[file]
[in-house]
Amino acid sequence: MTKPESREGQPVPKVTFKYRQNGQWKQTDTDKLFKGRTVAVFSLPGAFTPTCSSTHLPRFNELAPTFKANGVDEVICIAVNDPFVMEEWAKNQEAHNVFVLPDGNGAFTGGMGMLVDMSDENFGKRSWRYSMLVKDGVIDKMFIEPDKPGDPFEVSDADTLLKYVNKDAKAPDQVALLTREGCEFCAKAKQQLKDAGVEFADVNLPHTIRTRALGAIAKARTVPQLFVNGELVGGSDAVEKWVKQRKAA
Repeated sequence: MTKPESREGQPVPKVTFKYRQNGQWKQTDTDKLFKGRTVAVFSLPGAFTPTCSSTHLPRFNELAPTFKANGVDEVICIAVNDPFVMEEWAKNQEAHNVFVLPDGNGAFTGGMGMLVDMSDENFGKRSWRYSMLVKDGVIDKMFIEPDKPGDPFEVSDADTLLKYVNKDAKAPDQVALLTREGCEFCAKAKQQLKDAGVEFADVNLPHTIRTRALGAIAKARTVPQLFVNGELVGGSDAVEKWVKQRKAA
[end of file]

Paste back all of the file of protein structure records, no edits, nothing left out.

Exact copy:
[in-house]
Amino acid sequence: MTKPESREGQPVPKVTFKYRQNGQWKQTDTDKLFKGRTVAVFSLPGAFTPTCSSTHLPRFNELAPTFKANGVDEVICIAVNDPFVMEEWAKNQEAHNVFVLPDGNGAFTGGMGMLVDMSDENFGKRSWRYSMLVKDGVIDKMFIEPDKPGDPFEVSDADTLLKYVNKDAKAPDQVALLTREGCEFCAKAKQQLKDAGVEFADVNLPHTIRTRALGAIAKARTVPQLFVNGELVGGSDAVEKWVKQRKAA
Repeated sequence: MTKPESREGQPVPKVTFKYRQNGQWKQTDTDKLFKGRTVAVFSLPGAFTPTCSSTHLPRFNELAPTFKANGVDEVICIAVNDPFVMEEWAKNQEAHNVFVLPDGNGAFTGGMGMLVDMSDENFGKRSWRYSMLVKDGVIDKMFIEPDKPGDPFEVSDADTLLKYVNKDAKAPDQVALLTREGCEFCAKAKQQLKDAGVEFADVNLPHTIRTRALGAIAKARTVPQLFVNGELVGGSDAVEKWVKQRKAA